Vestigia Anglicana: Or, Illustrations of the More Interesting and Debatable Points in the History and Antiquities of England: from the Earliest Ages to the Accession of the House of Tudor, Band 2
T. & G. Underwood, 1826
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A.—Edward ancient appeared Archbishop arms army authority Baliol barons battle became bishop Black Prince brother Bruce Calais called castle century clergy conduct Conquest countess crown daughter death declared Duke of Burgundy Duke of Gloucester Duke of Ireland Duke of York Earl Edward the Third enemy England English execution F.—This father favour favourite fortune French Froissart Gaveston Gloucester Guienne Hall head Henry the Sixth Hist historians honour hundred Ibid King of France king of Scots king's kingdom knight Knyghton lady Lancaster land London Lord ment monarch Mortimer nation never nobility noble nobleman Parl parliament person Philip poet possession pounds present Prince of Wales prisoner queen reign of Edward replied Richard royal Rymer says Scotish Scotland Scots shillings Sir John slain soon sovereign Spenser story Stow supposed Thomas thou thousand throne tion Tower town Walsingham Warwick Windsor Castle young
Seite 169 - Fair laughs the morn, and soft the zephyr blows, While proudly riding o'er the azure realm In gallant trim the gilded vessel goes; Youth on the prow, and Pleasure at the helm; Regardless of the sweeping whirlwind's sway, That, hush'd in grim repose, expects his evening prey.
Seite 18 - The words of the three weird sisters also (of whom before ye have heard) greatly encouraged him hereunto, but specially his wife lay sore upon him to attempt the thing, as she that was very ambitious, burning in unquenchable desire to bear the name of a queen.
Seite 346 - I pass'd, methought, the melancholy flood, With that grim ferryman which poets write of, Unto the kingdom of perpetual night. The first that there did greet my stranger soul, Was my great father-in-law, renowned Warwick; Who cried aloud, 'What scourge for perjury Can this dark monarchy afford false Clarence?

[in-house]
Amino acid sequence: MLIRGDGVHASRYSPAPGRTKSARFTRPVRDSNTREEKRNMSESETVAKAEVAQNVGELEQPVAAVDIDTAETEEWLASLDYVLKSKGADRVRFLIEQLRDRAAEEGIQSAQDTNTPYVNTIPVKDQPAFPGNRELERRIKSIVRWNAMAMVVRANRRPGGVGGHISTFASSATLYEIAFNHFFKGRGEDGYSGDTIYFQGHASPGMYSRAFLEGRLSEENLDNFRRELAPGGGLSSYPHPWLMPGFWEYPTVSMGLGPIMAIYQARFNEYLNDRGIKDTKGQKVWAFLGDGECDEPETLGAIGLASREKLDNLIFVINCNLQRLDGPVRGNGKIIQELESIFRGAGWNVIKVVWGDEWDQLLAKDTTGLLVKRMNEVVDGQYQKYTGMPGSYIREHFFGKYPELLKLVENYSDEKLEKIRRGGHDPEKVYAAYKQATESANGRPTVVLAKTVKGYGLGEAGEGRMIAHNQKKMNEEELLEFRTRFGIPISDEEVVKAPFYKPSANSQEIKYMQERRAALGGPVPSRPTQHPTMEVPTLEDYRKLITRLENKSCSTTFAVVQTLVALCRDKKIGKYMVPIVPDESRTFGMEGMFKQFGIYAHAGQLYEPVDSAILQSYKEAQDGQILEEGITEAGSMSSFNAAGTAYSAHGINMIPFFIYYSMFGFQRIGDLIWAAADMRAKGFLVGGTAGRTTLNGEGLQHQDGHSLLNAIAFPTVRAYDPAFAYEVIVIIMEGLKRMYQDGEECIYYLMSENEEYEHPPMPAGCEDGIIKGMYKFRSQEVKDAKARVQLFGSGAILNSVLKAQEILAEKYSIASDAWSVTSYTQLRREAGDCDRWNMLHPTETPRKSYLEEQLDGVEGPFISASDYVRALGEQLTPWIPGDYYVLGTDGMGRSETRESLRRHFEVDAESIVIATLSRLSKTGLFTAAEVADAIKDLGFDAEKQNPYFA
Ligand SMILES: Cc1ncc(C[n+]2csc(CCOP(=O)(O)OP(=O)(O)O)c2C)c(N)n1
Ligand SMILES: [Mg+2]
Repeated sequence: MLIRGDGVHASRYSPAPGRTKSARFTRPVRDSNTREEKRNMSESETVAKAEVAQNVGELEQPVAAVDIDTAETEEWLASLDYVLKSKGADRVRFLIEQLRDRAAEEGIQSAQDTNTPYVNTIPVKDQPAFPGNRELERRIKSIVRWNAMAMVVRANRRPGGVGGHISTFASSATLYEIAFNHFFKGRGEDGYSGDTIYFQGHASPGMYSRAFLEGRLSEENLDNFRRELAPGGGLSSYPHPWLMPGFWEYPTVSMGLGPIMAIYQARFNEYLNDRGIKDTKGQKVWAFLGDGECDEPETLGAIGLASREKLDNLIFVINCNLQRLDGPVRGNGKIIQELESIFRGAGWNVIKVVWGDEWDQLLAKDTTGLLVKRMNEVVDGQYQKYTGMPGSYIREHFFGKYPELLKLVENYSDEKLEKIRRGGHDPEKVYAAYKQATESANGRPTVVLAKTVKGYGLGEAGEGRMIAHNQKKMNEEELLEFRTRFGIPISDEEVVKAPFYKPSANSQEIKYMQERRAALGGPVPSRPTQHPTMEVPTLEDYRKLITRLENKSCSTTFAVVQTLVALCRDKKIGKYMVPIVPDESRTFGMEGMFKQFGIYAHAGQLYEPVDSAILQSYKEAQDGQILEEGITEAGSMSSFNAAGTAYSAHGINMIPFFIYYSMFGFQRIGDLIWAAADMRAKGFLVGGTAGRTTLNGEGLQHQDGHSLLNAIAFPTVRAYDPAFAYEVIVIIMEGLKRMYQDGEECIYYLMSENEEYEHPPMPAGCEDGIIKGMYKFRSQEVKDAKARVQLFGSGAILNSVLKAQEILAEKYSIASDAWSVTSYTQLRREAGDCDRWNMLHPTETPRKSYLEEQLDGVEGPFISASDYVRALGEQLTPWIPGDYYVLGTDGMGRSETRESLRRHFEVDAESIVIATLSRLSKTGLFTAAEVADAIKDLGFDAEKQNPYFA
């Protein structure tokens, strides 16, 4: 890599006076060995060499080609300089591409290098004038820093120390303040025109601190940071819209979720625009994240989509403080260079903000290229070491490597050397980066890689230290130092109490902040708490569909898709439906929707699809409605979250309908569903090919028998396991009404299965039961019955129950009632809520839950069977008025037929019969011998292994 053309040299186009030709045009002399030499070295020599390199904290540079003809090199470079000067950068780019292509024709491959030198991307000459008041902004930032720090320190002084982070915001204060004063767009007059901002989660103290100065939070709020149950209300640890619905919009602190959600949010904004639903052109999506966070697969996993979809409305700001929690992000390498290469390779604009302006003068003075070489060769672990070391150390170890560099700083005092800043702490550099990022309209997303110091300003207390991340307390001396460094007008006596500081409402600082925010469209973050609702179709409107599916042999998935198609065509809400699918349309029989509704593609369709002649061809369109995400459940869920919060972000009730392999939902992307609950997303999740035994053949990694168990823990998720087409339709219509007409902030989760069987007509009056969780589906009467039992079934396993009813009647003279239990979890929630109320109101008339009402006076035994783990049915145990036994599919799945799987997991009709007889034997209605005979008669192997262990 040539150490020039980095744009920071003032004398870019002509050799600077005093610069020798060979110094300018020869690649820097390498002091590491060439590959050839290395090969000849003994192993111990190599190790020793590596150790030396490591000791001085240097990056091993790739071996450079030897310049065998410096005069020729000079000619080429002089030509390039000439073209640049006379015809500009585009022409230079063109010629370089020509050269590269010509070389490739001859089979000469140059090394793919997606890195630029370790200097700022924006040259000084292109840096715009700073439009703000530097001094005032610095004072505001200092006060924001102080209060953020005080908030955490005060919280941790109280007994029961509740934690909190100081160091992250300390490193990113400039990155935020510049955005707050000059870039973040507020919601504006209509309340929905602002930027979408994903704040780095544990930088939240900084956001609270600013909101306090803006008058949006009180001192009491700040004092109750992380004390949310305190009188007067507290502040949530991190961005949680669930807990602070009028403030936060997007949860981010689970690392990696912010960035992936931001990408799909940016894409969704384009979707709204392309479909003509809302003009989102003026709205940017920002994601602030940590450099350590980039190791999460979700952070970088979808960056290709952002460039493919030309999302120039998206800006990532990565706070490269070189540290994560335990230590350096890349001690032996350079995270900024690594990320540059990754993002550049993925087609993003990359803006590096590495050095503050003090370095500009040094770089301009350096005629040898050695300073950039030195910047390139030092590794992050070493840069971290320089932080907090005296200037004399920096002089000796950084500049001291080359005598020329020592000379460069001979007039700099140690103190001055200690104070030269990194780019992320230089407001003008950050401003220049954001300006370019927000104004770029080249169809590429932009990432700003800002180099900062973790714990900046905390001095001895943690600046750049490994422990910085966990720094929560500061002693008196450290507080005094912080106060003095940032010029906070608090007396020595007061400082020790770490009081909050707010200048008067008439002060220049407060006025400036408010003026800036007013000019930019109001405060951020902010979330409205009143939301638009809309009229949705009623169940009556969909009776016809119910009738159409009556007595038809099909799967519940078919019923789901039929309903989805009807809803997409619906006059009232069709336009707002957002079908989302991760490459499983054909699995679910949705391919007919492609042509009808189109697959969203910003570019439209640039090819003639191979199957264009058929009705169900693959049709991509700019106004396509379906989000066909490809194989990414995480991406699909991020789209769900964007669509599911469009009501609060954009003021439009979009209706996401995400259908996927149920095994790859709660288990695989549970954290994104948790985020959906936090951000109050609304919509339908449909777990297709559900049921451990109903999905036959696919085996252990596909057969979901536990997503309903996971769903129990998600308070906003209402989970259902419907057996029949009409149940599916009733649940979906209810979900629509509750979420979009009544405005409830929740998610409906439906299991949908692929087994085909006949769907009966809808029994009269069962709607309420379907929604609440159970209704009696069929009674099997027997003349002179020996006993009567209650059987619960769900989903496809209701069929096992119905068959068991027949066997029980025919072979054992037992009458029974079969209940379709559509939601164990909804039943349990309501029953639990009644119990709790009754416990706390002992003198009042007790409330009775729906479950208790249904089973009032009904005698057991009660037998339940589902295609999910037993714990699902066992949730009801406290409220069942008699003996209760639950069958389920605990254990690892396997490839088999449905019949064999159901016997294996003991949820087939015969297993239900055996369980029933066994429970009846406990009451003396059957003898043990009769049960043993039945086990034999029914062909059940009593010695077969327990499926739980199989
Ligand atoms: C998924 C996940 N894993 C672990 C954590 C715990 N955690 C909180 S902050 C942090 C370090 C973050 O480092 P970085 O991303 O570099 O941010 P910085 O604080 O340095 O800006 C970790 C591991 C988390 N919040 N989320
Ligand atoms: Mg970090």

Seite 346 - With that grim ferryman which poets write of, Unto the kingdom of perpetual night. The first that there did greet my stranger soul, Was my great father-in-law, renowned Warwick ; Who cried aloud, " What scourge for perjury Can this dark monarchy afford false Clarence...
Seite 381 - ... of settlement, or that the kings of this realm with the authority of parliament are not able to make laws and statutes to bind the crown and the descent thereof, such person shall be guilty of high treason.
Seite 291 - But see, his face is black and full of blood ; His eye-balls further out than when he...
Seite 363 - I could not get one bit of bread, Whereby my hunger might be fed : Nor drink, but such as channels yield, Or stinking ditches in the field. Thus weary of my life, at...
Seite 205 - Wiclif, is but reasonable. And as for you, my lord bishop, who are grown so proud and arrogant, I will bring down the pride, not of you alone, but of all the prelacy in England. Bishop Courtney. Do your worst, sir. Duke of Lancaster. Thou bearest thyself so brag upon thy parents," which shall not be able to help thee ; they shall have enough to do to help themselves.
Seite 129 - Gentlemen, you are all my people, my friends and brethren at arms this day; therefore, as I am blind, I request of you to lead me so far into the engagement that I may strike one stroke with my sword.
Seite 127 - ... you have an opportunity, and do not expose yourself so simply: if you have lost this battle, another time you will be the conqueror.' After he had said this, he took the bridle of the king's horse, and led him off by force; for he had before entreated of him to retire.